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Calls for Minister for Manufacturing

Gap now growing between Scottish and UK economies

scottish economyThe falling oil price is causing Scotland’s economy to grow at a slower pace than the UK as a whole, according to new figures.

Scottish consumers are also spending less and a shortage of skilled staff is restricting the ability of companies to expand.

The growing gap between Scotland and the wider UK economy is among the key findings in the latest Ernst & Young Scottish Item club report.

It says the Scottish economy matched UK growth in 2014, but this year is expected to undershoot UK growth by about 0.5%.

However, Scotland’s predicted 2.2% growth for 2015 still represents a small half year upgrade to the original forecast of 2% highlighted at the end of 2014.

“We previously predicted that while Scotland’s economy enjoyed its best year since the financial crisis in 2014 with 2.6% growth, the pace of expansion would ease,” says Dougie Adams senior economic adviser to the club.

“The downside of the oil price fall is much more marked for Scotland than for the rest of the UK; the Scottish consumer appears to be pausing for breath; and the high employment rate could point to emerging capacity constraints.

“Against this, improving household finances will buoy the overall growth rate and we believe this soft patch will give way to better growth on the back of the continuing UK recovery.”

Calls for a Minister for Manufacturing

Among a number of other reports out today, the latest Business Trends Report by BDO in Scotland says manufacturers reported the biggest decline in optimism since March 2013.

It says exporters have been particularly hard-hit as the continued slow performance of the Eurozone hits overseas markets and the strong pound makes British goods more expensive. Added to this, low oil and gas prices have curbed investment by the sector and slowed orders for manufacturing firms in the region.

Martin Gill, head of BDO in Scotland, says: “The Government’s plans to rebalance the economy are vital, but it is equally vital that the manufacturing sector reaps the benefits from these plans and receives the help it needs to thrive. In particular, we need to see the regional powerhouse plans translate into real support for the manufacturing sector.

“Additionally, we would like to see a formal target set for manufacturing’s share of GDP, which will provide the foundations for sustainable industry policy. This could be steered by a dedicated manufacturing minister – another option we would like to see considered by the Government.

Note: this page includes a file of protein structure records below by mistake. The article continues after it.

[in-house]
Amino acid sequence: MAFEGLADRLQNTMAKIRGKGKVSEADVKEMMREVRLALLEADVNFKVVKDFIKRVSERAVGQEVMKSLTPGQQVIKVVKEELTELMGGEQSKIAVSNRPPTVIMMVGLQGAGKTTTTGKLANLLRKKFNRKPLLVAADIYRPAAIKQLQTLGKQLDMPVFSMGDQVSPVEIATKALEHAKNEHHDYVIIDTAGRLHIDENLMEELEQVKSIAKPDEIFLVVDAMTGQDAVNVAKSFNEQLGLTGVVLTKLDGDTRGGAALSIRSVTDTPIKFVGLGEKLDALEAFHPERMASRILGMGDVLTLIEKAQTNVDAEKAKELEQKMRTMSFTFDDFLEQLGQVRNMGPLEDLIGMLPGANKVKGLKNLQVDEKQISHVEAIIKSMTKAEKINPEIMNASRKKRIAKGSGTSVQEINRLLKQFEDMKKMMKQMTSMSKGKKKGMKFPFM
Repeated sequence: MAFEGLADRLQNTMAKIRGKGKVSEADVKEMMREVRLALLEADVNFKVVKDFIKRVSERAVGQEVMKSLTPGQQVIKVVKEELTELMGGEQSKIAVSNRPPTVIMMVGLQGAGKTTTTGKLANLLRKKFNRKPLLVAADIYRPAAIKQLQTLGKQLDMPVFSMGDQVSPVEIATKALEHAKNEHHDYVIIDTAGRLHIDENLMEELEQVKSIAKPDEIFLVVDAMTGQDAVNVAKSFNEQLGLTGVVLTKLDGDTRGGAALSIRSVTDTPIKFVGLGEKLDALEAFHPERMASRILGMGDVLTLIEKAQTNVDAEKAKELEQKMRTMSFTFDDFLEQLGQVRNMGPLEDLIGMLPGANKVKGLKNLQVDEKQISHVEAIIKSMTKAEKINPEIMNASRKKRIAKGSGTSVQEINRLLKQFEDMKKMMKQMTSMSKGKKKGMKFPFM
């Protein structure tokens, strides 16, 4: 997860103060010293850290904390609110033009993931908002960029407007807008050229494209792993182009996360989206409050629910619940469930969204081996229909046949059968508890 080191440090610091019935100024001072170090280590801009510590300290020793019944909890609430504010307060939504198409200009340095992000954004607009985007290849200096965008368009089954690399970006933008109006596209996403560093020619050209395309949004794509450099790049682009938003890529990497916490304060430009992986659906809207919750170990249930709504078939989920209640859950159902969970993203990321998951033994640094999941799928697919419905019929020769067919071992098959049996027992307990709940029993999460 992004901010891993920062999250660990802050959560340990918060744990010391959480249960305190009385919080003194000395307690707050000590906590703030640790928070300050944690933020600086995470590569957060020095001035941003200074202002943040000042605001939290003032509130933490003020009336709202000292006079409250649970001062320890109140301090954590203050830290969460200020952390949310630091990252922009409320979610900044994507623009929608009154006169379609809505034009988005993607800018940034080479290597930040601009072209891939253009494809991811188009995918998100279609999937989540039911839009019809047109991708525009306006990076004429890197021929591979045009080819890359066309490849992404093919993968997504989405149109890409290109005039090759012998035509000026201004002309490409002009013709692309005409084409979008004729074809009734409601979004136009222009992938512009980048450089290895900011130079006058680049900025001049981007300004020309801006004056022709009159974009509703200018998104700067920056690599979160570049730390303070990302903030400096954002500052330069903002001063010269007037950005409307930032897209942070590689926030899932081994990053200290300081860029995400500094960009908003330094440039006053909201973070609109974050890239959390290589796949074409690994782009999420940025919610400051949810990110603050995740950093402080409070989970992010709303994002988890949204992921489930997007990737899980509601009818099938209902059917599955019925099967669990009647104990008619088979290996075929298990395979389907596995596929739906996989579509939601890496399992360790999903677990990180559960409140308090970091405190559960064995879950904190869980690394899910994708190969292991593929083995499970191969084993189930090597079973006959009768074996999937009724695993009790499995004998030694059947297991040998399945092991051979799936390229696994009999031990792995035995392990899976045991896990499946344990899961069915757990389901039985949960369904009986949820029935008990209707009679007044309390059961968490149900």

“Manufacturing is a key sector for economic growth, so specific support could help boost the economy as a whole. A measure such as a reducing National Insurance for manufacturers taking on new employees could create up to 5069 jobs in Scotland, and boost GDP by over £202m each year.”

Private sector activity strengthens

Bank of Scotland also reported a weakening in manufacturing. According to tits purchasing managers’ index, private sector activity in Scotland grew in May for a second month in a row and at the fastest pace since December. Growth was, however, centred on the service sector as operating conditions in manufacturing remained subdued.

Donald MacraeDonald MacRae, chief economist at Bank of Scotland (left), says: “May’s PMI at 51.9 was the highest for five months driven by robust growth in service sector activity. Although manufacturing output shrank the rate of decline slowed.  Employment and new business increased across all sectors but new export orders for manufactured goods declined but a reduced rate compared to last month.  The Scottish economy is regaining some growth momentum lost in January this year.”

CBI downgrades growth target for UK

The British economy is on a firm footing, having grown faster than previously thought in 2014 and with solid, steady and sustainable growth predicted into 2016, according to the CBI’s latest economic forecast.

It is forecasting 2.4% growth for 2015 and 2.5% in 2016. That represents a slight downgrade compared with February’s forecast of 2.7% and 2.6% respectively, largely due to weaker than expected official GDP data for the first quarter of  – 015, which the CBI believes is a temporary blip.

Following first quarter growth of 0.3%, the CBI predicts a strong rebound in the coming months with quarter-on-quarter growth of 0.8% in Q2, 0.7% in Q3 and 0.6% in Q4. This also follows the official upgrade of growth in 2014 as a whole to 2.8%, from 2.6%.

Despite growth prospects looking healthy at home, there are headwinds to the recovery, with a still sluggish Eurozone and renewed uncertainty over Greece’s economic future.

John Cridland, CBI director-general, says: “The recovery has built up a good head of steam and we expect to see solid, steady and sustainable growth carrying through into next year.

“Our members are feeling more upbeat than some of the recent official numbers suggest, with our surveys showing that retail and the service sectors in particular are performing strongly.”

 

 



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